Now we are going to spray our food with 2,4,D and dicamba, known to cause cancers, birth defects and more, because glyphosate resistant engineered crops are no longer sufficient?

In response to Roundup resistant weeds, Dow Agrosciences is seeking approval for the use of an even more dangerous system: soya engineered to resist spraying with 2,4-D, the toxin used along with 2,4,5-T to produce Agent Orange, the toxin used as an agent of biological warfare to defoliate Vietnam, leaving behind a legacy of horrible birth defects and disease. And Monsanto has responded by introducing soya resistant to the extremely toxic herbicide, dicamba.

Now we are going to spray our food with 2,4,D and dicamba, known to cause cancers, birth defects and more, because glyphosate resistant engineered crops are no longer sufficient? This is just one example of the "treadmill" of crop engineering. The Franken-creations of crop biotechnologists soon, or eventually, stop behaving according to plan, so the engineers have to escalate their engineering. It's profitable for those companies, Monsanto, Dow, Syngenta et al., but hey look, this is our food we are talking about. We eat this stuff and so do our kids and this is after all the only life-sustaining planet within sight!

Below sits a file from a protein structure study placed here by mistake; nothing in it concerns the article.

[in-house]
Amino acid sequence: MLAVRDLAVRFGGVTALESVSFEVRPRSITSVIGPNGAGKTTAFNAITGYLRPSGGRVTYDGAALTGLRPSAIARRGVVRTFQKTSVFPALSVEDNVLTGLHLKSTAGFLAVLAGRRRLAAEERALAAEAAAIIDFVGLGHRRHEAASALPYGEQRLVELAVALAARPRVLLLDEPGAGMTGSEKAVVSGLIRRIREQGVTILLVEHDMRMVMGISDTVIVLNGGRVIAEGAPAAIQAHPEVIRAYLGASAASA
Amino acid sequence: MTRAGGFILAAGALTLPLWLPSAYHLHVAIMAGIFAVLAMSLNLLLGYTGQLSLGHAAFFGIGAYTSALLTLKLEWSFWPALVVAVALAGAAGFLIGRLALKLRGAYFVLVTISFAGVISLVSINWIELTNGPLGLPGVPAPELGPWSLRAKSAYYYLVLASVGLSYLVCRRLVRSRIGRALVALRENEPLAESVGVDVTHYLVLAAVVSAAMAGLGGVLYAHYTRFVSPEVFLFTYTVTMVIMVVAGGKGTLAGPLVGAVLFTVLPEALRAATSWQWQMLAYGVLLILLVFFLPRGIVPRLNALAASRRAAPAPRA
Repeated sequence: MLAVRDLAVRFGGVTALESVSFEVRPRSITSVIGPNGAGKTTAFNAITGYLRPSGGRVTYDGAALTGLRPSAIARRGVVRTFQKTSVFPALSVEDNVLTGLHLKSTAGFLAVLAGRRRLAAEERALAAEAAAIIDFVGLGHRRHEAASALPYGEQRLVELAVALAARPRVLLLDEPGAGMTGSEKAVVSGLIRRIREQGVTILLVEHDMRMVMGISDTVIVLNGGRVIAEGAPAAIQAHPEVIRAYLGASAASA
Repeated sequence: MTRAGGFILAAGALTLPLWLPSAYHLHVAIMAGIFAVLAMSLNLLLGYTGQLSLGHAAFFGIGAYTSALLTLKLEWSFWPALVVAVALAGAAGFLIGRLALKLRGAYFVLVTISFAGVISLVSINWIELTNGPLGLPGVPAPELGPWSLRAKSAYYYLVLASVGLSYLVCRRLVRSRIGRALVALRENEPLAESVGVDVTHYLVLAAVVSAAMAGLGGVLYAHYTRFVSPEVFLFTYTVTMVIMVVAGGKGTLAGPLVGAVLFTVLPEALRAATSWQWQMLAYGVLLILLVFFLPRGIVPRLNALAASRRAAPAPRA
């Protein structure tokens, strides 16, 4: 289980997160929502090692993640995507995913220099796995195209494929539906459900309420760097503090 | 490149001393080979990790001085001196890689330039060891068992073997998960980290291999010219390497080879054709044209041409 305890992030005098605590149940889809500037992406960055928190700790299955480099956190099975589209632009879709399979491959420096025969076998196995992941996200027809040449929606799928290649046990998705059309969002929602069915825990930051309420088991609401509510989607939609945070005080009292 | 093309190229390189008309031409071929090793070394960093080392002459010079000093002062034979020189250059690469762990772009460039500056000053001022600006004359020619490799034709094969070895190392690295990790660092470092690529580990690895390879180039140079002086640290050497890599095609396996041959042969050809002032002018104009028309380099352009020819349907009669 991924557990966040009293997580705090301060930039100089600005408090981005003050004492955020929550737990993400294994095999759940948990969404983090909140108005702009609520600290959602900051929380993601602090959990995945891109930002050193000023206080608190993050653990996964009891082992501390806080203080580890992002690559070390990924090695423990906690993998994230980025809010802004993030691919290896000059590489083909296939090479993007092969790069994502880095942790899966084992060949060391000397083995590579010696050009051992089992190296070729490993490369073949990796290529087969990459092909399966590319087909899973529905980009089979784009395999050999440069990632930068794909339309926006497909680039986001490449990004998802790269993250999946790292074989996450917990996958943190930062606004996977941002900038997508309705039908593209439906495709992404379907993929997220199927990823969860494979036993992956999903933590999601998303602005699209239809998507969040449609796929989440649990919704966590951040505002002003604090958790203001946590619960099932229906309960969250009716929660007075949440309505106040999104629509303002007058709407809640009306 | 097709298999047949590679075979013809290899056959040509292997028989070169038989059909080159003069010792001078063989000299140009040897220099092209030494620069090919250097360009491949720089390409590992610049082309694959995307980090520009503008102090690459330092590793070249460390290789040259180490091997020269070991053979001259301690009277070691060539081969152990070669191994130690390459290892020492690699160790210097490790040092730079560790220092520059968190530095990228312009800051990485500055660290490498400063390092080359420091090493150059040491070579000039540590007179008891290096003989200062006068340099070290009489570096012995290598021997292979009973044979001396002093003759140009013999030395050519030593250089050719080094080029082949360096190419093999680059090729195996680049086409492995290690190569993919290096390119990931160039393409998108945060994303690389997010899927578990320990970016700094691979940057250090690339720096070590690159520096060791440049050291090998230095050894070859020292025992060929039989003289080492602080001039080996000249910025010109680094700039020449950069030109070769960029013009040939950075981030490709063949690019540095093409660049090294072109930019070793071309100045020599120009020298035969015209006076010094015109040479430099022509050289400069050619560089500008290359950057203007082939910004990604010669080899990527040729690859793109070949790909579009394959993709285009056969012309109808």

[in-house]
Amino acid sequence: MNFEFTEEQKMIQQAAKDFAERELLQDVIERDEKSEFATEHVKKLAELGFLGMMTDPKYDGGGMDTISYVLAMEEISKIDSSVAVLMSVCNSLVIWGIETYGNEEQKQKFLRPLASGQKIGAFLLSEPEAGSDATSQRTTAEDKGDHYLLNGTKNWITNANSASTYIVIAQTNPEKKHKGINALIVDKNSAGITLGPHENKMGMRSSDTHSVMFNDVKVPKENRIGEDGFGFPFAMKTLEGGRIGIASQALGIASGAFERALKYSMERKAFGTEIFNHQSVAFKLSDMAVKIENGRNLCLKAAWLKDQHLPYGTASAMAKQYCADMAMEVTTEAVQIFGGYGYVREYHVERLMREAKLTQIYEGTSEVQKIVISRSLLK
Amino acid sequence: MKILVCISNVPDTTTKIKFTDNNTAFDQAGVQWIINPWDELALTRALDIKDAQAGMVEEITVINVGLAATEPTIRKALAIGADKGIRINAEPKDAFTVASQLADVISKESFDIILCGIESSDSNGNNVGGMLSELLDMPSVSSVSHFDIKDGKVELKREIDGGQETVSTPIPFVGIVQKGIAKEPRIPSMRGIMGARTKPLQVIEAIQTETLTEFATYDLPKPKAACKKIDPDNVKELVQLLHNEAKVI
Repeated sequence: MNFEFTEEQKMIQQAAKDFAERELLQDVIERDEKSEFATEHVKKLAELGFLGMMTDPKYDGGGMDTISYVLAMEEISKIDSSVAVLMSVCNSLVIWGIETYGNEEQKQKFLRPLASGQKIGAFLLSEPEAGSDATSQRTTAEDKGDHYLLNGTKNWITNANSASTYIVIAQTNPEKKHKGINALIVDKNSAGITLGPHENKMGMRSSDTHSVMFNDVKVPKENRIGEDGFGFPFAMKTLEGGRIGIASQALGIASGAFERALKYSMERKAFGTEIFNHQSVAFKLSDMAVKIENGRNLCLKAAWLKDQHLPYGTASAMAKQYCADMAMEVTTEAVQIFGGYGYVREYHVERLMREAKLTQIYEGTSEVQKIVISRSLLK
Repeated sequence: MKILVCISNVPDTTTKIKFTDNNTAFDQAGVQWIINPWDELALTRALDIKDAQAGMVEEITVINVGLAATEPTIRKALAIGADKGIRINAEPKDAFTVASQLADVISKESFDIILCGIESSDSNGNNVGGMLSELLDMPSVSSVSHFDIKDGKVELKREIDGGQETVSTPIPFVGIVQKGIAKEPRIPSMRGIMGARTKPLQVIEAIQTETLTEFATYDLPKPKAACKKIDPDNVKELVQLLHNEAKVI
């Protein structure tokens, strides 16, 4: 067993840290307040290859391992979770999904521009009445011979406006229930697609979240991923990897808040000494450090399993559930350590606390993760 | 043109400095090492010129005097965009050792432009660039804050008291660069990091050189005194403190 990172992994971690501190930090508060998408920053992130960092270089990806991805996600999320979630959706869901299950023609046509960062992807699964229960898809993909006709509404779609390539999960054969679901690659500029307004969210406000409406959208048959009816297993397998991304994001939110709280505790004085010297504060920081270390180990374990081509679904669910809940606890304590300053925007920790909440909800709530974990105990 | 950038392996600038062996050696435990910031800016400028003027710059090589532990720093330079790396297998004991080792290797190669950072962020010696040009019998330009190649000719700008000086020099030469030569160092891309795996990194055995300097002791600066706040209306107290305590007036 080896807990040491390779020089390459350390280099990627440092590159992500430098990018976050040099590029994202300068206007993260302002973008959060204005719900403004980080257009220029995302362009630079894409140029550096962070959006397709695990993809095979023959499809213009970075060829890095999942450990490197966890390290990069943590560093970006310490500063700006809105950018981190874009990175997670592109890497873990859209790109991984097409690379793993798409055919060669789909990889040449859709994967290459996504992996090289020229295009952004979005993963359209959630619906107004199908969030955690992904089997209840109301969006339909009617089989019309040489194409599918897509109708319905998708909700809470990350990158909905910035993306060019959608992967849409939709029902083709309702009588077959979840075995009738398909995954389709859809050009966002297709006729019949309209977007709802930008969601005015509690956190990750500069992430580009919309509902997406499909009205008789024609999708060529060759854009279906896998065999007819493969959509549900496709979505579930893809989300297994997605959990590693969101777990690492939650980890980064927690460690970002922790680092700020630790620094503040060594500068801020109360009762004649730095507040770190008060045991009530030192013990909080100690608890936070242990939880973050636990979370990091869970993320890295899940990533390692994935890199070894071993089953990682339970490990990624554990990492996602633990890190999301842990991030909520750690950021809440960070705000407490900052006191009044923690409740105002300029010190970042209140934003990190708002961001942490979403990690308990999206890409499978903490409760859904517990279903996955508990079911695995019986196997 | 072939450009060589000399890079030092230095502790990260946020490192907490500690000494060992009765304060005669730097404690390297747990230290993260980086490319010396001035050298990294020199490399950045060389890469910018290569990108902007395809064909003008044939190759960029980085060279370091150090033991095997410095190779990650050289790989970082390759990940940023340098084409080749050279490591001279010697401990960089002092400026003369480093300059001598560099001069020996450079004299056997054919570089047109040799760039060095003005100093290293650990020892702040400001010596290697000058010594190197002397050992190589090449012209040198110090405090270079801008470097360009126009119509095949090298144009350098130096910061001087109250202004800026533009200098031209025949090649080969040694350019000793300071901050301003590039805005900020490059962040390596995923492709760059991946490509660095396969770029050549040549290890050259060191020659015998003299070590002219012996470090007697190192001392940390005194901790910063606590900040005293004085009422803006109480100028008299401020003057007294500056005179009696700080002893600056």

That will no doubt elicit comments accusing me of being a granola-eating, tree-hugging Luddite. Indeed, I say, bring it on!

In my view, life on earth is the product of a long and elaborate history that began with the Big Bang or "whatever" set the universe into motion. That history has unfolded through interactions between the fundamental elements of matter and between each and every organism that came into being. It is a product of the passage of time and the shifting landscapes of earth history. By analogy, it is much like a fantastically intricate tapestry, where each thread carried throughout, is absolutely integral to the whole. That shared history is written not in spun and dyed fibers but in the language of DNA. It is not to be tampered with or rewritten. It is our common heritage that defines for us our "place" in the world, and that we should treasure and protect.